If we look at the surprising link between the pandemic, empathy and happiness at work, leaders may be able to improve their team’s morale through simple shifts over time. And in so doing increase staff productivity and engagement without ignoring the state of the current global environment.
COVID-19, pandemic-related mental fatigue, remote work, zoom calls and isolation. These are words that have become part of our everyday experience, and in fact, the global pandemic has changed workplaces and entire economies in ways we would not have believed if it were told to us merely 2 years ago. Along with that, lockdowns, curfews, and varying levels of restriction are affecting how we live and work, making it difficult for leaders to achieve company goals and help their teams maintain their level of productivity.
Vistage International, a peer-to-peer organisation for CEOs, released a report highlighting the biggest challenges currently facing CEOs as they navigate business growth and employee engagement during a global pandemic. They found that 80% of businesses experienced a decrease in revenue in 2020, that the uncertainty around the length of the pandemic and the direction of the global economy was taking its toll on leaders, and that keeping employees productive and engaged in a remote work environment was proving to be a tremendous challenge. These facts are indicative of a stressed workforce, and leaders who are struggling to keep them motivated and productive, ultimately resulting in a lack of happiness in the workplace. But how does happiness work? And can a leader really increase the level of happiness in their team? For those in uniform at the office, and also those in their hoodies and slippers, working from home and can a leader increase the level of happiness in their team?
How happiness works
As humans, we actively seek out experiences that will create enjoyable emotions. However, the way we do that will differ from one person to another, and from one season of life to the next. In the current season we are facing, our ability to experience enjoyable emotions, or happiness, is heavily affected by the fact that we are wired to pay more attention to negative harmful messages than positive ones.
Think of a field that is ready for planting a crop. The soil is fertile, the ground has been loosened. The conditions are perfect – whatever you plant will grow. If you plant maize you are going to grow good healthy maize, but if you plant weeds, you are going to grow some very strong weeds.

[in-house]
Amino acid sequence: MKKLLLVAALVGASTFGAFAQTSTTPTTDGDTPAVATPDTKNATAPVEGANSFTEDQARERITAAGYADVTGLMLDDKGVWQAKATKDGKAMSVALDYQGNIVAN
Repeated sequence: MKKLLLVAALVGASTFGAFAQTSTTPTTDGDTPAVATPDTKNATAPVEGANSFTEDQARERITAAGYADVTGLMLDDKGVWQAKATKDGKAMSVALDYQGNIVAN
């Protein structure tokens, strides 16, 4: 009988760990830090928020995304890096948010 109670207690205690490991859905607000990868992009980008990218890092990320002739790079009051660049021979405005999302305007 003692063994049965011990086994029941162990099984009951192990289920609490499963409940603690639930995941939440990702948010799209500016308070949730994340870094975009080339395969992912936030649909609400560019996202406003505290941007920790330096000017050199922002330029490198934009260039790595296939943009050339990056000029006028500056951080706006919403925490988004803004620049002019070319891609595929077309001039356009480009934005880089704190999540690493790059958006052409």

Now imagine that “field” is actually your mind. If you plant positive messages, you’ll become positive. But if you plant negative messages, you’ll become more and more negative. Just like with the field, we can choose what we do or don’t allow to be planted in the fertile soil of our subconscious minds.
But what if we had a field of wheat with weeds all over the place? There’s something about weeds that makes them choke the actual plants we are trying to grow. And just like that, the mind puts a priority on negative thinking. So what can leaders do in the face of stress, lack of productivity and continued uncertainty causing more and more negativity in the minds of their employees?
In the current season we are facing, our ability to experience enjoyable emotions, or happiness, is heavily affected by the fact that we are wired to pay more attention to negative harmful messages than positive messages.
Well, first we should take into consideration that happiness is a contagious social phenomenon (Ekman 2004). The most reliable indicator of our happiness, is the happiness of others in close proximity to us, that we have a relationship with. We are influenced and have the power to influence others, with happiness. (Fredrickson, 2001; K.L. Johnson & Fredrickson, 2005). This is good news for leaders seeking to increase productivity and happiness in the workplace.
The implication here is that a leader can increase the number of positive messages their team is receiving by implementing techniques like Ken Blanchard’s “Giving Praise” technique, which you learn as a part of the Mygrow journey, thereby circumventing the negative messages they are receiving daily, which affects their morale and ability to be productive.